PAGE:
31 August 2011

Pub Singing and Merlin's Unrest

A friend invited me to a pub sing, and I was actually free, so I agreed to go.  To prepare, I pulled out my maritime music CD (hooray for random free promos) and gave it a listen.  I headed to the pub after an 11 hour day at work.

This is pub singing, not opera: loud, boisterous, informal, and slightly (increasingly) drunken.  Pitch is not the most important thing.  I'm not sure what is; maybe enthusiasm?  There were sea chanties and hymns and shaped note music.  I knew a couple of the songs and different versions of a couple others, so I couldn't really sing along, per se.  There were some folks who were amazing and a few who were terrible.   All of them were passionate about music.

I kind of wished the director of my a cappella choir and maybe some of the members could go to one of these.  I'm not sure why.  Maybe it's because I enjoy watching inhabitants of the Great White North encounter rhythm and emotion.  It makes them uncomfortable.  (At a concert I went to recently, the only people moving to the beat were a handful of children too young to have the joy of motion stamped out of them by peer pressure.)  I also think that they might have enjoyed themselves and learned something that could transfer to their classical singing.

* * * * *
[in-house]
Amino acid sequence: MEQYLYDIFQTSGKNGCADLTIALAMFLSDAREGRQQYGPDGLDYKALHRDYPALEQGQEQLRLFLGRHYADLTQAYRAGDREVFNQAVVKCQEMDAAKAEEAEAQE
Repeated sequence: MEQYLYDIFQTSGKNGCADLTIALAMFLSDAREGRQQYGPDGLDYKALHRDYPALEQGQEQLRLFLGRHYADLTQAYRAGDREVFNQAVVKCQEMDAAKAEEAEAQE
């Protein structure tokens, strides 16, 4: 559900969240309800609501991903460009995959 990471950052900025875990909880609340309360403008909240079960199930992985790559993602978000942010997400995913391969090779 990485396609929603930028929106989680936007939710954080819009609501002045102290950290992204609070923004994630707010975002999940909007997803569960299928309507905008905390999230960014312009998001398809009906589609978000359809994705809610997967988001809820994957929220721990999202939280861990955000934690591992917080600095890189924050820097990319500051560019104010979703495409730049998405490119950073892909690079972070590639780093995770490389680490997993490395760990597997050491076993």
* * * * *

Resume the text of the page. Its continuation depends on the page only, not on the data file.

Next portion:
My friend goes because he's learning harmony from it, he says.  It's definitely a good place to do that because when you don't know the songs, but you want to sing, you have no choice but to make up your own notes.  The repeated choruses tend to make this easier (as does the fast and loose pitch sometimes).

Did I mention the pitch issues?  It wasn't always as bad as I'm making it seem, but when a room made up of several professional singers can't seem to find the key because of the warbling soloist, you know it's not great.

My friend concluded, "I guess I'm not as fussy about pitch as you are."

My sister would get a kick out of that.  My ear for pitch always drove her crazy and made her nervous about singing in front of me.  And she wasn't even the tone deaf sister.

I seem unwilling to cover my reaction to bad pitch, even now.  I just can't enjoy it, no matter how much passion and love for music is involved.  Why is this?  The world may never know.

Perhaps it's related to why I apparently must move to music when I'm surrounded by people who are uncomfortable around people who move to music?  It doesn't feel like contrary orneriness, though.  I wonder.

They had good root beer.  I enjoyed myself.  Will I ever go again?  Maybe.  There's something undeniably compelling about random people loud enough to drown me out singing whatever the spirit moves them to sing . . .

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